My yoga instructor read this to our class this week and it made me think about my dog Henry, shown above. We had to say our goodbyes one year ago this weekend, and so I thought it would be nice, a tribute of sorts, to share it here. I haven’t featured Henry on the blog like the others, because it’s been too hard. In fact, Henry’s BFF Nicholas also passed away last October, so that’s two missing from my Dog Bios. But I’ll save those posts for another day, and for now just try and honor the light that Henry shared with everyone he met. Like the excerpt says, “a willingness to respond easily and happily to even the most modest adventure together”, that was my Henry. Like all dogs, he was a champion of living in the moment, but with his own added zest.

I miss you, Captain Feathers.

Faithful Friend Ciccio

Maria and Ciccio

Maria Margherita Lochi was known in her town of San Donaci, Italy for her kindness in looking after and adopting stray dogs and cats. One of her adopted dogs, a 12-year-old German Shepherd mix named Ciccio, was found in a soccer field near her home and is now carrying on his own vigil for Maria since she passed away two months ago. Is Ciccio Italy’s own Hachikō?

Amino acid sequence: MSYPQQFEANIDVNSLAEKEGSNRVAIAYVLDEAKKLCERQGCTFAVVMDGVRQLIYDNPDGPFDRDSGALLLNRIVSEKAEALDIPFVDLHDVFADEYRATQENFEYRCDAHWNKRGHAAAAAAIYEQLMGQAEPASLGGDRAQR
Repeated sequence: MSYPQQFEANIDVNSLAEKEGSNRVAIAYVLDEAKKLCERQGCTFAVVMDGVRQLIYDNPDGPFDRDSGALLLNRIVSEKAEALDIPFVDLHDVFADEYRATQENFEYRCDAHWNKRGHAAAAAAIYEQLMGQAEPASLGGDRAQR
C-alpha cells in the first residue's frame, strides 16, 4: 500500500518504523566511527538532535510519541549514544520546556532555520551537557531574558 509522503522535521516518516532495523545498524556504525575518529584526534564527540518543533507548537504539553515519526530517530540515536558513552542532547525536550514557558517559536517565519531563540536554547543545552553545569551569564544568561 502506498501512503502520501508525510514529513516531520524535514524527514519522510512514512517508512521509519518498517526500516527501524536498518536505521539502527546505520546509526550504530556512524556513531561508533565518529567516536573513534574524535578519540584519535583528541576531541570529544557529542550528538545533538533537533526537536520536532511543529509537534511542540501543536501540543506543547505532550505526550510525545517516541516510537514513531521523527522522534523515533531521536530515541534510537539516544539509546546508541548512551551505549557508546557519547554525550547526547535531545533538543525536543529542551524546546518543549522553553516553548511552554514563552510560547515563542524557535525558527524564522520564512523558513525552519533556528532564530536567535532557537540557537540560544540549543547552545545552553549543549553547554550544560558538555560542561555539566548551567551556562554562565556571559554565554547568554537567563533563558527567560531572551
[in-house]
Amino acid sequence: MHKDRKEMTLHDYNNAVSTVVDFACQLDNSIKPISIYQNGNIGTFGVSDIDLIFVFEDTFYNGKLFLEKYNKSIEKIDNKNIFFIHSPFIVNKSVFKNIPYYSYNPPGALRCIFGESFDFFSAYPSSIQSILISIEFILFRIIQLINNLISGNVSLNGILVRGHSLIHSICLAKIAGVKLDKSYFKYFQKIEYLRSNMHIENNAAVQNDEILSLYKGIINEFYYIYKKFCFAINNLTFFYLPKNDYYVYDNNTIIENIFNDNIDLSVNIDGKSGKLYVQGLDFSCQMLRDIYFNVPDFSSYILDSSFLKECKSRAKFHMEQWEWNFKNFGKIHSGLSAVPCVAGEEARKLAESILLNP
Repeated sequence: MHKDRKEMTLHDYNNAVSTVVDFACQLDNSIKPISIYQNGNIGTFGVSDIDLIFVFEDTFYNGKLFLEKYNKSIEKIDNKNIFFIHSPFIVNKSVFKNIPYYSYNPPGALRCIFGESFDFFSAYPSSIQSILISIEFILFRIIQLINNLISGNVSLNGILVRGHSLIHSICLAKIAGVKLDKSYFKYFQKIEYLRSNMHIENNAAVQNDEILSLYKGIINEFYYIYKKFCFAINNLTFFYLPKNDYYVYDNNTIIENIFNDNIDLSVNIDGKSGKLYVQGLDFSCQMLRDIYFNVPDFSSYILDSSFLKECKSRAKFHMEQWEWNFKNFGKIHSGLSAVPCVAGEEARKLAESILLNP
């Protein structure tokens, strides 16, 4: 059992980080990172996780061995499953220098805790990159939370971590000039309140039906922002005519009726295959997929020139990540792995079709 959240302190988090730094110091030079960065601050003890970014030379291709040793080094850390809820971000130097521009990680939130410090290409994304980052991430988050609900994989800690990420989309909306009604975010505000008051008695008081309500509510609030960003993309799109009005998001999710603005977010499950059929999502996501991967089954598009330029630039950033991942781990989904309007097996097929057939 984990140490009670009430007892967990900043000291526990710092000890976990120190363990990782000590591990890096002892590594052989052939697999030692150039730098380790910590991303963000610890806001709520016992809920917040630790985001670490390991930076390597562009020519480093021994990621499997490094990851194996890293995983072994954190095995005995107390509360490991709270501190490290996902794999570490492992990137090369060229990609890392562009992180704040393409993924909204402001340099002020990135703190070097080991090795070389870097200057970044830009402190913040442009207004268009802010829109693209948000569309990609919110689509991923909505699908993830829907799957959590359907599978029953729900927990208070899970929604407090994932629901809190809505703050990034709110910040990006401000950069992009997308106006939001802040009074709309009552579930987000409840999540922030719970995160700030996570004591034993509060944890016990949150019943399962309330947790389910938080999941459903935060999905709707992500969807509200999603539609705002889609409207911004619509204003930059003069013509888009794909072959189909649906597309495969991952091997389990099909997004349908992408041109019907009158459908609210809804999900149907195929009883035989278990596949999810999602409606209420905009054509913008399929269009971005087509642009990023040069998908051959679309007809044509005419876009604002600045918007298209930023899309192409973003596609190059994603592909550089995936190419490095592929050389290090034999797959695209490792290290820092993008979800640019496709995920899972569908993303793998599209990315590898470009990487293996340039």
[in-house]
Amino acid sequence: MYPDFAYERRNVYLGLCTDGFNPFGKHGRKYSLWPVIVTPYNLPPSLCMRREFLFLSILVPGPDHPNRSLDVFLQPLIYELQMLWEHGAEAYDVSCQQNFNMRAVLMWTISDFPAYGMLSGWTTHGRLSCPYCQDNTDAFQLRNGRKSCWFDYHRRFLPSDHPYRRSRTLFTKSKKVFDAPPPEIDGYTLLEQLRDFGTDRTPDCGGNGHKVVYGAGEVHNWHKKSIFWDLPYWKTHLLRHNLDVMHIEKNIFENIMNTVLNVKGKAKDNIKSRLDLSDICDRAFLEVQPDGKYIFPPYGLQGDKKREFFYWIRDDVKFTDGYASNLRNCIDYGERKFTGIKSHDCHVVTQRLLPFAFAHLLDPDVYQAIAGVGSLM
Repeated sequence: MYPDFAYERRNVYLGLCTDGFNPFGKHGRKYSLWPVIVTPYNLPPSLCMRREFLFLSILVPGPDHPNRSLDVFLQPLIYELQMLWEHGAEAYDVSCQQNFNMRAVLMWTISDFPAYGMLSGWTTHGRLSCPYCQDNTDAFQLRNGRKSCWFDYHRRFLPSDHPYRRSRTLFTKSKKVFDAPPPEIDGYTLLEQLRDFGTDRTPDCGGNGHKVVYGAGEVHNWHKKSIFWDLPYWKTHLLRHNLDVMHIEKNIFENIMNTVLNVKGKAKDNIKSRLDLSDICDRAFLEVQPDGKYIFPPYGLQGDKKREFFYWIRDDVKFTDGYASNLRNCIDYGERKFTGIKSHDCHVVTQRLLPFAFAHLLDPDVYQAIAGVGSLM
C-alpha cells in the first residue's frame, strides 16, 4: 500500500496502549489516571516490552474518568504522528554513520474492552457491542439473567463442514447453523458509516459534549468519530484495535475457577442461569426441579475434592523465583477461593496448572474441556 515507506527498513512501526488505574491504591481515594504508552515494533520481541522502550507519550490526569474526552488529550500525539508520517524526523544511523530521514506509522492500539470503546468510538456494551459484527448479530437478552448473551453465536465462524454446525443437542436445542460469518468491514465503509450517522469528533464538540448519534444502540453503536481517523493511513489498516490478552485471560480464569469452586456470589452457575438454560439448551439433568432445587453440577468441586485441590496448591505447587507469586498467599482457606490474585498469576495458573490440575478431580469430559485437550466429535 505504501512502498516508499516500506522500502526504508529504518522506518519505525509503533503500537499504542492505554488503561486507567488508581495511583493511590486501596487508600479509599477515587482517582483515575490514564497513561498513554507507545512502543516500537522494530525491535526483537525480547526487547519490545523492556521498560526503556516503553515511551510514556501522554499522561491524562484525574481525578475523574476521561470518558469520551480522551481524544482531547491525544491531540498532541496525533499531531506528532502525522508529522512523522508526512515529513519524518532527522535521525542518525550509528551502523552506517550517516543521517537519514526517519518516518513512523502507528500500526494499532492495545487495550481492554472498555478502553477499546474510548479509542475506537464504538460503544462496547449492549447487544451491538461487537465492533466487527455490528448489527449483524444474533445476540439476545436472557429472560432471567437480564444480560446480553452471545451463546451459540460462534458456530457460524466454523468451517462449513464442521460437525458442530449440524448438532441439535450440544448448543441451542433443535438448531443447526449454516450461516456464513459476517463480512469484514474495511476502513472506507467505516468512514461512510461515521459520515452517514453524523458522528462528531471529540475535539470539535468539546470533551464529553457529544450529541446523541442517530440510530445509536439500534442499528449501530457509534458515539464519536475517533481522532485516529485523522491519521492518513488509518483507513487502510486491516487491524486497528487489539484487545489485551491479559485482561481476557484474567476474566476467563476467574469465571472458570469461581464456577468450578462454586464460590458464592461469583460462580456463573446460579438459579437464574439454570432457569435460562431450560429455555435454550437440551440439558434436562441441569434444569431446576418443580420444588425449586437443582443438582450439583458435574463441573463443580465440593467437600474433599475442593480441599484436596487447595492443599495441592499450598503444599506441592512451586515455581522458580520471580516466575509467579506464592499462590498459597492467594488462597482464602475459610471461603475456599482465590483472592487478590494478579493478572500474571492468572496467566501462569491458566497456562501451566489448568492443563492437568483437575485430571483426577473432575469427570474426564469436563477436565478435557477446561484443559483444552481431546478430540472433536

Ciccio used to attend Mass services with Maria for years on a regular basis at the church of Santa Maria Assunta, and according to the parish priest he has always been welcome in the church and would sit quietly at Maria’s feet. On the day of her funeral, Ciccio followed her casket into the church and each day since when the bell rings to begin Mass he arrives and sits at the altar.

Ciccio at the altar

According to the Daily Mail, Father Donato Panna said: “He’s there every time I celebrate Mass and is very well behaved—he doesn’t make a sound, I’ve not heard one bark from him in all the time he has been coming in.”

“He’s still coming to Mass even after Maria’s funeral, he waits patiently by the side of the altar and just sits there quietly. I didn’t have the heart to throw him out—I’ve just recently lost my own dog so I leave him there until Mass finishes and then I let him out.”